Dalradian Resources announces that a sensitivity study estimation performed on two of the major veins in the Curraghinalt gold deposit (T17 and V75 veins) resulted in a 37% increase in grade and a 10% increase in ounces. In the new study, the geology wireframes were re-modelled using assays with a heavier emphasis on logged geology. This approach yields 24% narrower veins accompanied by a 20% decrease in tonnage. (See Tables 1 and 2 below.) Composite length was adjusted from 0.5 to 0.3 metres to reflect the narrower domains, but all other parameters remain unchanged with the aim to isolate the impact of re-wireframing.
Dalradian assessed the impact of the revised modelling methodology on potentially mineable material for the two veins by applying the same parameters as those used in the December 2016 feasibility study (FS). It was found that the revised vein block models resulted in a higher potentially mineable tonnage of 34% and a corresponding increase in mineable ounces of 32% at the expense of a marginal decrease in grade (1.5%). (See Tables 3 and 4 below.)
This change in modelling sequence, where wireframing is carried out on geology and assays, followed by compositing within these wireframes, can in part explain the positive reconciliation between mill and resource (42% more ounces) resulting from the test stopes completed in 2016. (See news releases of September 14 and December 8.)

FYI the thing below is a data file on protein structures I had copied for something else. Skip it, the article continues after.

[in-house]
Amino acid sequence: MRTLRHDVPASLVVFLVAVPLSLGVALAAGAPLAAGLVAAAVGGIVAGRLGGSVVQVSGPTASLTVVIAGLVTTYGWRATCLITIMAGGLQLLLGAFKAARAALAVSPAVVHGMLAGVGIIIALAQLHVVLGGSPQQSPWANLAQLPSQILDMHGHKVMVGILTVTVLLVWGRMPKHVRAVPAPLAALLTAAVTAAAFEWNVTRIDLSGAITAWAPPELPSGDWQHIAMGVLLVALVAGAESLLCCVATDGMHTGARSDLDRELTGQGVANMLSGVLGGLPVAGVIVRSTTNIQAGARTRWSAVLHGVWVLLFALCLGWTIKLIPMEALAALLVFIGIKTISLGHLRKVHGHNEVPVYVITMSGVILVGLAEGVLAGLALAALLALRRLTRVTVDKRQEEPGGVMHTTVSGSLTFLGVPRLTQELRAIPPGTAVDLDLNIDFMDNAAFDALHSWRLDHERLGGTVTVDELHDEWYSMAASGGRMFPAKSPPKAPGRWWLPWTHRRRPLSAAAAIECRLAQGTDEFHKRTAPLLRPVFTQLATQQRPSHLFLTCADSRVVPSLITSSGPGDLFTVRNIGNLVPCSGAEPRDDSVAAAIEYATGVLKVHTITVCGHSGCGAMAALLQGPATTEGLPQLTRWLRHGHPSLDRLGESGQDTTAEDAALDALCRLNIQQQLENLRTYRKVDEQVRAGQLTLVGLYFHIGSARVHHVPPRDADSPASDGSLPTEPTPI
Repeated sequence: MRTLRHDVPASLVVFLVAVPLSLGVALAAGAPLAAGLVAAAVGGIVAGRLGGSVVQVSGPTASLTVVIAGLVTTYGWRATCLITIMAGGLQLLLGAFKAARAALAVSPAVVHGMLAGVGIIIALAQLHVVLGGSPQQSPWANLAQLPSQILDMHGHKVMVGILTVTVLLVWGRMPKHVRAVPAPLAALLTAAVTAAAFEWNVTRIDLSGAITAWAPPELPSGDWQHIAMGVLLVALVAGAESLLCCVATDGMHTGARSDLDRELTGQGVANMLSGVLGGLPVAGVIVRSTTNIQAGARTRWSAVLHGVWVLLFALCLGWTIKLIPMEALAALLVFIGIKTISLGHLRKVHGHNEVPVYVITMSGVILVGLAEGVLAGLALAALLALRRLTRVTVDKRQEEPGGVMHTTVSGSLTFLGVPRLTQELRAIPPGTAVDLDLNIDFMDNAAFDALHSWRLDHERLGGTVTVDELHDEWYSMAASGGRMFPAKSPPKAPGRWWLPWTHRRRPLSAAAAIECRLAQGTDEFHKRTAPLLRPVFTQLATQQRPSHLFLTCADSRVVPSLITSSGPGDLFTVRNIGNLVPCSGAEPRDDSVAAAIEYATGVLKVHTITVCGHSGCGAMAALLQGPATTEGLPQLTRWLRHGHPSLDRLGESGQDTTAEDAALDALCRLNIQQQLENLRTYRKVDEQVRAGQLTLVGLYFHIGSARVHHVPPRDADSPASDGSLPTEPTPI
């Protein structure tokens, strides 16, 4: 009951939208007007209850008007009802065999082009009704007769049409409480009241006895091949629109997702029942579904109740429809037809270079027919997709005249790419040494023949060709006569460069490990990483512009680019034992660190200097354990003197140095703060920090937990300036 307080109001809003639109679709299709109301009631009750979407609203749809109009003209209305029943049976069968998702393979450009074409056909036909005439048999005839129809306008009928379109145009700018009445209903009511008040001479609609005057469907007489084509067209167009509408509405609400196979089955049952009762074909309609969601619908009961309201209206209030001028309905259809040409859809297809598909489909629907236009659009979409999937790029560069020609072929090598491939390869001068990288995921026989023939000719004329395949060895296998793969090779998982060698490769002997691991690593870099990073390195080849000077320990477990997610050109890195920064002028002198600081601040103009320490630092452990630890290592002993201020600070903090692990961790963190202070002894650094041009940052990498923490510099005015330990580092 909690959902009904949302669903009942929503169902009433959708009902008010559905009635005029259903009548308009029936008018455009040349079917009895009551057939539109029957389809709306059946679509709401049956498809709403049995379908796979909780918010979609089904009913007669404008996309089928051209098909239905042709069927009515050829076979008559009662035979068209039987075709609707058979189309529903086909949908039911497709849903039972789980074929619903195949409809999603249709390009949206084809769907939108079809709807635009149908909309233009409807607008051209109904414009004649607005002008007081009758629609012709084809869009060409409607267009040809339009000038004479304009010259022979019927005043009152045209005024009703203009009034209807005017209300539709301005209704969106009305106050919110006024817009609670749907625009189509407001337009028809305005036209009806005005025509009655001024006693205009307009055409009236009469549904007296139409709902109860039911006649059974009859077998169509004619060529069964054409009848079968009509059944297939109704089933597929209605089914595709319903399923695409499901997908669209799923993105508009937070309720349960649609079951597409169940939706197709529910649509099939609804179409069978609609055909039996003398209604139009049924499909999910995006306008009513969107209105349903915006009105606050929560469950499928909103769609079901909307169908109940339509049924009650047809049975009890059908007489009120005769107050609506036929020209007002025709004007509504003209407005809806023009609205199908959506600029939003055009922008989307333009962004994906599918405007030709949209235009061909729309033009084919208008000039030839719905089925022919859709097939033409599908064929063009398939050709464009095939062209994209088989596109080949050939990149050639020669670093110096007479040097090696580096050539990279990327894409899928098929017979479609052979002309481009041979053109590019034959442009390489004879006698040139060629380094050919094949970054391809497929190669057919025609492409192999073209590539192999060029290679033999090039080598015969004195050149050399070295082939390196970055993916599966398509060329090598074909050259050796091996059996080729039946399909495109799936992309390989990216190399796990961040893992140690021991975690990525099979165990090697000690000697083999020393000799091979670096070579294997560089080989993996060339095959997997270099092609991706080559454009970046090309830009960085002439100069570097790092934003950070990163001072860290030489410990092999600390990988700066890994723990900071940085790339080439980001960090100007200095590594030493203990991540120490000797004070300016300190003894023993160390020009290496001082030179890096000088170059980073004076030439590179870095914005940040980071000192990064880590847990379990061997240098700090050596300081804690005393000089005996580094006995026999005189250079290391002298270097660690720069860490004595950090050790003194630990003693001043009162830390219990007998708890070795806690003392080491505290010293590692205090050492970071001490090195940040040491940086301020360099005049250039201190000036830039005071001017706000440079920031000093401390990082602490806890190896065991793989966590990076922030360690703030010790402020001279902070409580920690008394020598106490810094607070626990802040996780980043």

Patrick F.N. Anderson, President and CEO said, “We are pleased with the results of this exercise, which uses the same drill data to compare the impact of wireframing prior to compositing, in estimating the mineral resources and resulting mineral reserves at Curraghinalt. The new method is the culmination of a great amount of hard work and reflects our better understanding of the deposit. The resulting shapes for the T17 and V75 veins are more heavily influenced by geology as opposed to previous models which were largely grade driven. This has resulted in smoother, higher grade veins that are only slightly narrower than in the previous model. The implications are that we can use longhole mining methods more extensively and bring new ounces into the mine plan which had previously been below the cut-off grade.